The state of Oklahoma injected executed convicts with lethal drugs for “disposal purposes,” newly published state records show.
The macabre practice, first reported Tuesday by The Colorado Independent, could tamper with postmortem toxicology results in a way that obscures from public knowledge the amount of pain endured during execution, a revelation that calls into question the state’s methods for administering capital punishment at a time when lethal-injection protocols nationwide are drawing renewed scrutiny.
“Convicts executed in Oklahoma have in some cases died from overdoses of pentobarbital or sodium thiopental, the anesthetic, rather than the second and third injections in the three-drug cocktail, according to documents obtained by The Independent,” reporter Katie Fretland writes. “Records show executioners then injected the remaining two drugs into convicts’ dead bodies for what forms turned over in response to an open-records request refer to as ‘disposal purposes.’ “
State prison officials defended the practice, telling The Independent that it follows appropriate protocol.
Fretland’s reporting also examines email exchanges among Oklahoma officials joking about helping Texas obtain certain lethal drugs in exchange for college football tickets — or for the Texas Longhorns throwing games against the Oklahoma Sooners.
“Looks like they waited until the last minute and now need help from those they refused to help earlier,” an official wrote in January 2011. “So, I propose we help if TX promises to take a dive in the OU-TX game for the next 4 years.”
Separately, the Oklahoma Court of Criminal Appeals announced Tuesday it would push back two imminent executions, after the state announced earlier this week it did not possess the drugs necessary to carry out the death sentences. Assistant Attorney General Seth Branham told the Appeals Court the state had undergone “nothing short of a Herculean effort” to carry out the executions of Clayton Locket, scheduled for March 20, and Charles Warner, scheduled for March 27.
Warner and Lockett’s executions have been pushed back to April 22 and 29, respectively.
“We hope that no execution will go forward until we are able to obtain full information about how Oklahoma intends to conduct those executions, including the source of its execution drugs,” Madeline Cohen, an attorney for Warner, said in a statement.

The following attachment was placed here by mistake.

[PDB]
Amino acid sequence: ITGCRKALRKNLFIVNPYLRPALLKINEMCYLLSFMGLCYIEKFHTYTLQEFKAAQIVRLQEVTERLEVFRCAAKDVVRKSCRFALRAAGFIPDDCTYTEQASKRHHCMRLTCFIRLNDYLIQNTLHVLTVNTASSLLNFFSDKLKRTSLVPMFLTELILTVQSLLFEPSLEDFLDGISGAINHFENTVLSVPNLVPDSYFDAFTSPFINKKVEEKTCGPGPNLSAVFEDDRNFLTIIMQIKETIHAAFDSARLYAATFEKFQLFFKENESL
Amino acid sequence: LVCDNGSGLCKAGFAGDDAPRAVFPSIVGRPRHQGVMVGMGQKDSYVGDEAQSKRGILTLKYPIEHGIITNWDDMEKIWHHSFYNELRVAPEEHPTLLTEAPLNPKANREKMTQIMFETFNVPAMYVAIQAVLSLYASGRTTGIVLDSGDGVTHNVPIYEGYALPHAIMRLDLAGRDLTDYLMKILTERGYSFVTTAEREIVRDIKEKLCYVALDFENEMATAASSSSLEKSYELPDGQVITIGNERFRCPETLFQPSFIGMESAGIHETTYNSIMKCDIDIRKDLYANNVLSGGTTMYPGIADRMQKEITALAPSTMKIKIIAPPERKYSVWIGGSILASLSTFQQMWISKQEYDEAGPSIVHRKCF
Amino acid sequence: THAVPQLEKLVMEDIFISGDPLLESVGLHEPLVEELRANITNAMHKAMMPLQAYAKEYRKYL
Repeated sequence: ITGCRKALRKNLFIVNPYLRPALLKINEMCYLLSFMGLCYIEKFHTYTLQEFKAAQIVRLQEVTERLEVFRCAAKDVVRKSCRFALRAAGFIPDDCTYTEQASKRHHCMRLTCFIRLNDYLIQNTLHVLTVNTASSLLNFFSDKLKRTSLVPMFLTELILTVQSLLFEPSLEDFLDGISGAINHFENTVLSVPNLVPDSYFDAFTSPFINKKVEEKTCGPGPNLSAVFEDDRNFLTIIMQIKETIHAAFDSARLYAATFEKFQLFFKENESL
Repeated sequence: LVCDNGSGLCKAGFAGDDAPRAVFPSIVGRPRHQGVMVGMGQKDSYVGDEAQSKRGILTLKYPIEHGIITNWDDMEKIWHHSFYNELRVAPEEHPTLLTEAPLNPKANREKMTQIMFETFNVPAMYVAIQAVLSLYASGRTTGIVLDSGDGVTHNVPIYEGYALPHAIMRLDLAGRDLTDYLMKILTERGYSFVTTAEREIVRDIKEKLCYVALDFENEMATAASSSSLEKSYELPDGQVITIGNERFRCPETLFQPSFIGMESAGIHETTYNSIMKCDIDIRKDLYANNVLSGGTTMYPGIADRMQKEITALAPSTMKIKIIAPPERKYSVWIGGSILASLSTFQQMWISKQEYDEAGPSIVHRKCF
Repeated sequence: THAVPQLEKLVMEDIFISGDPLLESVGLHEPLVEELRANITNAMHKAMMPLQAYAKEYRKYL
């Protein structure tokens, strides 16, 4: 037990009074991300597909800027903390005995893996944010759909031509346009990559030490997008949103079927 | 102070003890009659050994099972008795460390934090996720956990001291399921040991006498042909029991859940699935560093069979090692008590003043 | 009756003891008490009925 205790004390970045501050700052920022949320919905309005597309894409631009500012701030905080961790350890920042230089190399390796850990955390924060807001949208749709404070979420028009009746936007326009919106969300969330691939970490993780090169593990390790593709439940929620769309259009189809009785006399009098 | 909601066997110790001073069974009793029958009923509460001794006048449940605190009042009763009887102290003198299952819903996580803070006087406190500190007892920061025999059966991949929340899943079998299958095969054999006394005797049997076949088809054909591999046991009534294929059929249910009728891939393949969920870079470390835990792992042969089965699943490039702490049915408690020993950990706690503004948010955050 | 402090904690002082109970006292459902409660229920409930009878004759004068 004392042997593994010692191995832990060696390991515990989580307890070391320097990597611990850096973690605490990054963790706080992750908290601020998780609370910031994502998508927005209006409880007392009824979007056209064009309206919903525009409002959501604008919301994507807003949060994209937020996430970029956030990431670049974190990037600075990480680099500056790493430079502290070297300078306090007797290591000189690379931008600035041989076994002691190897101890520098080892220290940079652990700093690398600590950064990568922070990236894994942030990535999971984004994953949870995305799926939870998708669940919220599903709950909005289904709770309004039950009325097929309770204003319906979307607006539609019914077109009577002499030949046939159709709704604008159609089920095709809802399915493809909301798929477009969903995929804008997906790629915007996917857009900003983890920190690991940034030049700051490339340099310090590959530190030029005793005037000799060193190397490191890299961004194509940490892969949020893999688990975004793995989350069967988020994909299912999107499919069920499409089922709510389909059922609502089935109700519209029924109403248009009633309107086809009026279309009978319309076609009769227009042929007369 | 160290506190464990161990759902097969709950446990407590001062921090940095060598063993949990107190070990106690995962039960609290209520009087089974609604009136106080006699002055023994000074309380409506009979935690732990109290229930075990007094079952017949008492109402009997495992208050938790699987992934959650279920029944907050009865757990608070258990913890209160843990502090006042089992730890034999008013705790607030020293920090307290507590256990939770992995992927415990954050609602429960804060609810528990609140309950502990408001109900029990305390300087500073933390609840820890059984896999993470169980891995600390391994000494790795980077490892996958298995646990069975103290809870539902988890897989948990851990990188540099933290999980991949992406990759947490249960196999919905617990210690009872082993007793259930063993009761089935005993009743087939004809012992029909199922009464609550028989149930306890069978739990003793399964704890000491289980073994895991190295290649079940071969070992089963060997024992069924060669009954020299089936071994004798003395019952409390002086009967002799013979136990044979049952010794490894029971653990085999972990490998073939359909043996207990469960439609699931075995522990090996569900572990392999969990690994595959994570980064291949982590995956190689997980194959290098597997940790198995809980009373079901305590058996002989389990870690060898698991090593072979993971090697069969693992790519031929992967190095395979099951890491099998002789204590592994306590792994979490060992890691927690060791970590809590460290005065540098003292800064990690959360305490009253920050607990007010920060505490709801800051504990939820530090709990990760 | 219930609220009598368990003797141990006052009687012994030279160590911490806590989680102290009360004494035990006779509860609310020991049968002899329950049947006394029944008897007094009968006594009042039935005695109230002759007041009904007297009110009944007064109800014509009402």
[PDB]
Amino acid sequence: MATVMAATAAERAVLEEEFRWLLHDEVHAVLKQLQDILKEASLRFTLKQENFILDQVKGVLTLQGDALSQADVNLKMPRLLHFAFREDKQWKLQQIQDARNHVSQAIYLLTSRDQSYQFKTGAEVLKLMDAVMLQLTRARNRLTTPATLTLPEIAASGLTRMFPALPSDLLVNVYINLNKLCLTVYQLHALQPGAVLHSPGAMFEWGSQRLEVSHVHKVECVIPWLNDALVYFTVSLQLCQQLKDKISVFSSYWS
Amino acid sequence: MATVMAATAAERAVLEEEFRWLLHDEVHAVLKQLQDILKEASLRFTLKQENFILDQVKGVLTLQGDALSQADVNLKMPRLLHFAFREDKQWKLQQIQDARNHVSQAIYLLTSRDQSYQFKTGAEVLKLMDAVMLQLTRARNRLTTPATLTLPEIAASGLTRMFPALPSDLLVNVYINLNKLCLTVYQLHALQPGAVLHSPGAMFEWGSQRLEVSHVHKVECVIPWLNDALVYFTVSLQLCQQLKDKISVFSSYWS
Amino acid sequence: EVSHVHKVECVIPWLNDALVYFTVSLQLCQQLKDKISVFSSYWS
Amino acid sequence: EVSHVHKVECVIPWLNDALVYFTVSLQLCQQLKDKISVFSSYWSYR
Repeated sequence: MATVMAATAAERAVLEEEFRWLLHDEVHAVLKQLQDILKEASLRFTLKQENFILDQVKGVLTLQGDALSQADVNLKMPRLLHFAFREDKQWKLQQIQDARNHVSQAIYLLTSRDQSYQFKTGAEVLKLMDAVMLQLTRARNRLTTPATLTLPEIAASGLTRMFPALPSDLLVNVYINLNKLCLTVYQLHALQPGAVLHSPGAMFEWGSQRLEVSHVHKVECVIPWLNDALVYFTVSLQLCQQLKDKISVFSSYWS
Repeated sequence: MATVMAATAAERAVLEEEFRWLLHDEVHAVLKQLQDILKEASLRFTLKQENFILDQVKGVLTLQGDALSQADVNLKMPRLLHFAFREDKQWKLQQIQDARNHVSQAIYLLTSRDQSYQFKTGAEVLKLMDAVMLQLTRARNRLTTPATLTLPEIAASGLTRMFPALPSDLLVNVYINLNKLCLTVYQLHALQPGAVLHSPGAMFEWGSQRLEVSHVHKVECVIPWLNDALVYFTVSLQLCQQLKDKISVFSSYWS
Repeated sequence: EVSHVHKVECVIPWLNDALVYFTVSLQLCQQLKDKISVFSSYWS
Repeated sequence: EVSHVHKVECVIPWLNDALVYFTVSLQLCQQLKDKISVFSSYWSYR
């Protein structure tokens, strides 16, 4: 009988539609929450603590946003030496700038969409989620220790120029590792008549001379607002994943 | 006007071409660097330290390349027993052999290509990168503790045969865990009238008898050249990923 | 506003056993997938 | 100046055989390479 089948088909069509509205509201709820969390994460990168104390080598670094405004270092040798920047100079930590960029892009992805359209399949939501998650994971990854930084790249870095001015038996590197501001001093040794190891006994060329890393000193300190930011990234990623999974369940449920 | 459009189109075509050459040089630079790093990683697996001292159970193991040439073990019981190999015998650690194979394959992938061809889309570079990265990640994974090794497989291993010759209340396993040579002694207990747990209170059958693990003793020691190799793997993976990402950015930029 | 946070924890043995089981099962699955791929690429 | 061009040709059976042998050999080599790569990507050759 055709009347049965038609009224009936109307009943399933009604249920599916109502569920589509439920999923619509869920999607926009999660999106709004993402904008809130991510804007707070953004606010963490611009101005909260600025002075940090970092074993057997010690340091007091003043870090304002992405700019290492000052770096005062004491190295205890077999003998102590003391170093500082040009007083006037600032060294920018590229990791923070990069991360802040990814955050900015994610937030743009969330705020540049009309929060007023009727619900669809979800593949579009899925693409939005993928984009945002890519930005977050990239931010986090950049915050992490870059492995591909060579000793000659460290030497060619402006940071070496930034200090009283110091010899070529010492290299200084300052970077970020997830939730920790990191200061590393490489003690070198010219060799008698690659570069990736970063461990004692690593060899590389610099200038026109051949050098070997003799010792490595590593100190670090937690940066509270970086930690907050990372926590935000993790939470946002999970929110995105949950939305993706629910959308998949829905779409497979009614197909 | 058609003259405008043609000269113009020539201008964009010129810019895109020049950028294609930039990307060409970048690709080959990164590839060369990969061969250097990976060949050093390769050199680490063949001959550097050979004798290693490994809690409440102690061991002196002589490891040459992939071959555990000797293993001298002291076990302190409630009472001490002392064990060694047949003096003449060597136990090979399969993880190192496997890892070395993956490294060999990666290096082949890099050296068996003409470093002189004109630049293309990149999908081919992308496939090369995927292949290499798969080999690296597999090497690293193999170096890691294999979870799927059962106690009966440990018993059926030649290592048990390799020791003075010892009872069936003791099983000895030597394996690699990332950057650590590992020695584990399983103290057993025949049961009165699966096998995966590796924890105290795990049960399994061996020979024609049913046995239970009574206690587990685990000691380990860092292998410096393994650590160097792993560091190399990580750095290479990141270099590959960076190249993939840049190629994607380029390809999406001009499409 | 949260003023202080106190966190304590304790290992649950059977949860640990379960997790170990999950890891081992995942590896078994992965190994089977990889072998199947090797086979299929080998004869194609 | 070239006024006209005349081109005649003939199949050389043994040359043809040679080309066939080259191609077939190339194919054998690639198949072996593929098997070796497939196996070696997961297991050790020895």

Several states around the country are running out of the drugs they have relied on for decades to carry out death sentences, as European manufacturers are making it increasingly difficult to procure such chemicals if they are intended for a lethal injection.
In response to the growing difficulties, some states have recently considered a return to older methods of execution generally considered less humane. Virginia weighed a bill in January that would have mandated electrocution be used to perform an execution if a lethal injection could not occur. The measure passed the state’s lower chamber before dying in the Senate.
Lawmakers in Wyoming and Missouri have also flirted with a return to the firing squads.
To learn more about the wide-reaching implications of states confronting lethal-injection drug shortages, read National Journal‘s earlier coverage here.
What We're Following See More »
A DHS report "found gaping holes in domestic nuclear detection and defense capabilities and massive failures during covert testing." A team put in place to assess our readiness capabilities found significant issues in detecting dangerous radioactive and nuclear materials, failing to do so in 30 percent of covert tests conducted over the course of the year. In far too many cases, the person operating the detection device had no idea how to use it. And when the operator did get a hit, he or she relayed sensitive information over unsecured open radio channels."
Donald Trump is planning to reverse an Obama-era order requiring that schools allow students to use the bathroom that coincides with their gender identity. Trump "has green-lighted the plan for the Justice Department and Education Department to send a “Dear Colleague” letter to schools rescinding the guidance." A case is going before the Supreme Court on March 28 in which Gavin Grimm, a transgender high school student, is suing his high school for forbidding him to use the men's room.
Retired Russian diplomats and members of Vladimir Putin's staff are compiling a dossier "on Donald Trump's psychological makeup" for the Russian leader. "Among its preliminary conclusions is that the new American leader is a risk-taker who can be naïve, according to a senior Kremlin adviser."